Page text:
The Rev. Jesse Jackson on Saturday said that President Obama’s reelection was “a great victory,” but that it would be incomplete with a reconstruction of urban America and an investment in the communities where the blacks who voted overwhelmingly for the president live.
Rev. Jackson, who spoke longer, louder, and more forcefully than he has in some time at the Saturday morning Rainbow/PUSH meeting, asked the crowd, “What do we want? We want, we want, we want, we deserve, we deserve … a return on our investment.
“What’s good for us is good for everybody. What’s good for blacks is good for everybody,” he said. “We bled too much, we died too young, we cried too much, we prayed too long, now we want a return on our investment.”
[Jackson: Black Voters Deserve A Return On Election ‘Investment’, November 10, 2012]
Retributive justice much? That’s just the Chicago Way, right?
In fact, Washington (who was largely stymied by the Daley machine’s continuing control of City Council) was preoccupied by racial retribution. The New York Times reported in 1987 that a teacher’s strike, an emergency food program that was out of money, and the impending takeover of the public housing system were secondary issues to the most pressing matter of the day: the racist Chicago city seal:
Mayor Harold Washington and a group of black aldermen say the seal is racist because it includes a depiction of a high-masted sailing ship that city documents once described as ''emblematic of the approach of white man's civilization and commerce'' back in the 17th century.
''The ship represents institutionalized racism in this country,'' said Alderman Robert Shaw, who also believes that the vessel bears a resemblance to the slave ships that plied the coast of Africa. As a result, Mr. Shaw and Alderman Allan Streeter last week asked the City Council to alter the seal by replacing the ship with a likeness of Jean Baptiste Point du Sable, a black who, as a fur trader, in 1779 became the city's first permanent non-Indian settler.
Mayor Washington, for his part, has elected to take the matter seriously. ''It's old, it's degrading, and it has historical baggage,'' he said of the ship in a weekly radio interview. That black people are upset, he said, is evidence enough for him. ''If it were Polish people, or Italian or Irish people, I'd still be upset if they were upset,'' he said.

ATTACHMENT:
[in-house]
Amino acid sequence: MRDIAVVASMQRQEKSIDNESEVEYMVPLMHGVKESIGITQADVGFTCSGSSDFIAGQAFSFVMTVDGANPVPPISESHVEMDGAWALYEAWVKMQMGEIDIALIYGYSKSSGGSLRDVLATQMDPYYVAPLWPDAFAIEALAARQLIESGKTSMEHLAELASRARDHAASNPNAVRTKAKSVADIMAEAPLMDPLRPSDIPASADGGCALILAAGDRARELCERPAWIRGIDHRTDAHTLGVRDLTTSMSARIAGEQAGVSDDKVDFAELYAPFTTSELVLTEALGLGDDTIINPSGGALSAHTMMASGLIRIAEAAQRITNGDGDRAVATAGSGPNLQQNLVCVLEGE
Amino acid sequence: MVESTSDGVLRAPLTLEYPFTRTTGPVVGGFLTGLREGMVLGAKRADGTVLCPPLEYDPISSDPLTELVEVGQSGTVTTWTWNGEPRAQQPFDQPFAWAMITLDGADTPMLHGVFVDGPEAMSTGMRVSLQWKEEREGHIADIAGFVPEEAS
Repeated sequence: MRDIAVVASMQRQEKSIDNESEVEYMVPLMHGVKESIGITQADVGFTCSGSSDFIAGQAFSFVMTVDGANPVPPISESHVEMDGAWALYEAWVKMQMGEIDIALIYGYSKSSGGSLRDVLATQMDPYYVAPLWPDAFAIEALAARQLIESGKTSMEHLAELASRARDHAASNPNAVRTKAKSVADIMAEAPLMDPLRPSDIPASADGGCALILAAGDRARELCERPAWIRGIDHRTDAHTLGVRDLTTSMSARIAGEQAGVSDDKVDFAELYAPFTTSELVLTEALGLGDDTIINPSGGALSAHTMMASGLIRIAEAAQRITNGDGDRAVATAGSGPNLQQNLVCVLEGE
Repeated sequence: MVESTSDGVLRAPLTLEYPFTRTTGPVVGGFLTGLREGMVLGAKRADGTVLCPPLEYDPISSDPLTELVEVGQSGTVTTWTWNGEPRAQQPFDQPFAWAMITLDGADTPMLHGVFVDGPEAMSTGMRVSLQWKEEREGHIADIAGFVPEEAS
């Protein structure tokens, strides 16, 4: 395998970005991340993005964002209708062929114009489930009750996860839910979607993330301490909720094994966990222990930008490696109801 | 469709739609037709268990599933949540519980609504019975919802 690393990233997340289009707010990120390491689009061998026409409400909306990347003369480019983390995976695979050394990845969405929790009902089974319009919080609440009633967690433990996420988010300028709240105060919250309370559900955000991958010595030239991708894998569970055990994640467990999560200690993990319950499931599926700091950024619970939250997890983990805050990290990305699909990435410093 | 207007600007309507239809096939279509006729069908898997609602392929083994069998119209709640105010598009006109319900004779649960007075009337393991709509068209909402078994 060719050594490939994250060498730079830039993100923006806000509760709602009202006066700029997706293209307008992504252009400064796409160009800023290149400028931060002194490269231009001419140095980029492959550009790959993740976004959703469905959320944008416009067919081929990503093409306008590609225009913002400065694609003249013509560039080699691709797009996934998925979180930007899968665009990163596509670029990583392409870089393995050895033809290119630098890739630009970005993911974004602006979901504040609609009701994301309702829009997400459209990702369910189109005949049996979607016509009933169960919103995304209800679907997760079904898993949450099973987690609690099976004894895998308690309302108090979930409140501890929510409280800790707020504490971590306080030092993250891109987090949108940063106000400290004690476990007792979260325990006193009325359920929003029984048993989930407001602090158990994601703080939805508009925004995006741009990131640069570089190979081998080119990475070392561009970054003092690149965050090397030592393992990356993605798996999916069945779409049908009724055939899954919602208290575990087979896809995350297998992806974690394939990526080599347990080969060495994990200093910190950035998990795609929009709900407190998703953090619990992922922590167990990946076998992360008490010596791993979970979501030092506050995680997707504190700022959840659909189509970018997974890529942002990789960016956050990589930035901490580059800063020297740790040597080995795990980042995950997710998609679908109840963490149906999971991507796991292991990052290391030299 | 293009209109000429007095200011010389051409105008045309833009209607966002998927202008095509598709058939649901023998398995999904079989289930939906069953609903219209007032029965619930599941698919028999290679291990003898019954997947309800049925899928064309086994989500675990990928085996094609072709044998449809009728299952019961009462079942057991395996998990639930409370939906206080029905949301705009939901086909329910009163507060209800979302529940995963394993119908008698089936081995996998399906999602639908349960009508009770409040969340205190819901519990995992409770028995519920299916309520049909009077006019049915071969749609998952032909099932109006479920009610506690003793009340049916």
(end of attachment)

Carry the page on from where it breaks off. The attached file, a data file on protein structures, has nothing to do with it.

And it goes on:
[Chicago Journal; What's Wrong With City's Seal? Racism, to Some, New York Times, By William E. Schmidt, September 14, 1987]
Once a black candidate graces an office, it’s usually considered a black position, as VDARE.com’s Ellison Lodge noted in his article about the “post-racial” Atlanta Mayoral race of 2009. And Washington was duly re-elected in 1987.
But then, in a development that has excited conspiracy theories, he died in office. The Daley machine succeeded in dividing its opposition, and the man Washington defeated in the 1983 Democratic primary, Richard M. Daley, became Mayor in 1989. He held the office for the next 22 years. His successor: Rahm Emanuel.
And Chicago has not become Detroit. (Yet).
Ron Brown, the black chairman of the Democratic Party, braved black criticism to support a white fellow Democrat in Chicago, but others were not so principled. John Johnson, the publisher of Ebony and Jet, is one of the richest men in Chicago. When word leaked out that he planned to support white candidate Richard M. Daley against his black opponent, the black community rose up against him. Black radio stations, one of which he owns, accused him of treachery and called for a boycott of his magazines. A black editorialized in the Chicago Times about “the nerve of this man to play around with Daley when he has become a millionaire off black people.” Black City Council members called for a black mayor “not as a matter of fairness but of divine right.” Despite an estimated net worth of $200 Million, Mr. Johnson was shaken by the furor. He promptly broke with Daley and contributed $25,000 to the black candidate.
Bernard Epton refused to run for the white vote, even denouncing those white working class people who voted for him because he was white. But white voters nearly elected him anyway.
Who does that remind you of?
What could Epton have done as Mayor of Chicago? Obviously, he would not have had the options open to a patriotic President. But he could have not signed Executive Order 85-1, by which Harold Washington declared Chicago a “Sanctuary City,” attracting illegal immigration which has swelled Chicago’s Hispanic population (and, ironically, displaced Washington’s black power base). Significantly, Mayor Emanuel signed a similar treasonous measure this year
If the Republican Party lurches left trying to attract Hispanics, then we can expect “retributive justice” to be the name of the game in America forever.
Paul Kersey[Email him] is the author of the blog SBPDL, and has published the books SBPDL Year One, Hollywood in Blackface andEscape From Detroit, and Opiate of America: College Football in Black and White.